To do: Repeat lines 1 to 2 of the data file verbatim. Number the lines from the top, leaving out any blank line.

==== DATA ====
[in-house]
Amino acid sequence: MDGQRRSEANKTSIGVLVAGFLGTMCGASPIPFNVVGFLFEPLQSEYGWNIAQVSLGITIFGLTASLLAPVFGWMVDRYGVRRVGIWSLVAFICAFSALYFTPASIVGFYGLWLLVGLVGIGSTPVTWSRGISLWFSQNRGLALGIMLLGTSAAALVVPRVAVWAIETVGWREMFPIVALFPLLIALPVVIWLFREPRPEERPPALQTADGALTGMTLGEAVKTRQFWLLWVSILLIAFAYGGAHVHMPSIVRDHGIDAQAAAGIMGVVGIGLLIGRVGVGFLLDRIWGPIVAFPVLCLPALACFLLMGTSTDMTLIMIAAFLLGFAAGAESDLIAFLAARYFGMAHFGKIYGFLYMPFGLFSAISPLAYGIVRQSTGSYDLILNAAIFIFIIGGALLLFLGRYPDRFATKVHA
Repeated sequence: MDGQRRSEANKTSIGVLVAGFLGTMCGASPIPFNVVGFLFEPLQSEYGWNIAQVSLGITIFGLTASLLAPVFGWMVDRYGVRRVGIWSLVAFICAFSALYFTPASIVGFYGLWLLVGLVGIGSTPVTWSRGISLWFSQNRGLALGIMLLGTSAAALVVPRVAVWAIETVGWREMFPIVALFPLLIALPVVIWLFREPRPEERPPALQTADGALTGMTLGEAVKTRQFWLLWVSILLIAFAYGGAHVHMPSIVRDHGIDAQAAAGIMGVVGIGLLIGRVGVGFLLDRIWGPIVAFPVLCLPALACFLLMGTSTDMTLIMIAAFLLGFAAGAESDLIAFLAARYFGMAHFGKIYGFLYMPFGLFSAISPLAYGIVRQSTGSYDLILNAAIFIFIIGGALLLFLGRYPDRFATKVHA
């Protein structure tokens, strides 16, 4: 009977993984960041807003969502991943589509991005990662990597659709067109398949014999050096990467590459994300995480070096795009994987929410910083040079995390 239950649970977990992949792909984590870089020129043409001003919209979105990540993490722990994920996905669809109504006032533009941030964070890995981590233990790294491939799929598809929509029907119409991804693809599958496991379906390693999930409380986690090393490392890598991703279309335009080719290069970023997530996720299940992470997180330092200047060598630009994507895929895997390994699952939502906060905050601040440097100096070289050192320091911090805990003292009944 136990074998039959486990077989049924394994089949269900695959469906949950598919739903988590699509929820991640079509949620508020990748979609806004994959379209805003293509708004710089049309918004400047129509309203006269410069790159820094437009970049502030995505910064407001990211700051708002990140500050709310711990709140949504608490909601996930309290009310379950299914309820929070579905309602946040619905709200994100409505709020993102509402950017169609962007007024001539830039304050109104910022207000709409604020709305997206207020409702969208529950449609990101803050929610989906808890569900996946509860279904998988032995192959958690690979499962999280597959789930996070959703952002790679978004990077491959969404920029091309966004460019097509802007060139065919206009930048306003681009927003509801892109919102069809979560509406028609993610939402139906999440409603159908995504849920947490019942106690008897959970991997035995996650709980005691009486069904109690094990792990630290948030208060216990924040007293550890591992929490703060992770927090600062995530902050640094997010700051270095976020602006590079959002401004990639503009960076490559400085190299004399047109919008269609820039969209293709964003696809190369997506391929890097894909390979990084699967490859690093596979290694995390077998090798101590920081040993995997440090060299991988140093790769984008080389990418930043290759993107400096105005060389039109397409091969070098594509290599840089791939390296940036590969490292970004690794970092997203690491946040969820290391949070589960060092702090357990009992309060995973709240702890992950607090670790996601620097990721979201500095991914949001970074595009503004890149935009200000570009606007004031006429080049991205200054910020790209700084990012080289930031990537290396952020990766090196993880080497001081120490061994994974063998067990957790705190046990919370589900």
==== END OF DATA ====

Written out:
[in-house]
Amino acid sequence: MDGQRRSEANKTSIGVLVAGFLGTMCGASPIPFNVVGFLFEPLQSEYGWNIAQVSLGITIFGLTASLLAPVFGWMVDRYGVRRVGIWSLVAFICAFSALYFTPASIVGFYGLWLLVGLVGIGSTPVTWSRGISLWFSQNRGLALGIMLLGTSAAALVVPRVAVWAIETVGWREMFPIVALFPLLIALPVVIWLFREPRPEERPPALQTADGALTGMTLGEAVKTRQFWLLWVSILLIAFAYGGAHVHMPSIVRDHGIDAQAAAGIMGVVGIGLLIGRVGVGFLLDRIWGPIVAFPVLCLPALACFLLMGTSTDMTLIMIAAFLLGFAAGAESDLIAFLAARYFGMAHFGKIYGFLYMPFGLFSAISPLAYGIVRQSTGSYDLILNAAIFIFIIGGALLLFLGRYPDRFATKVHA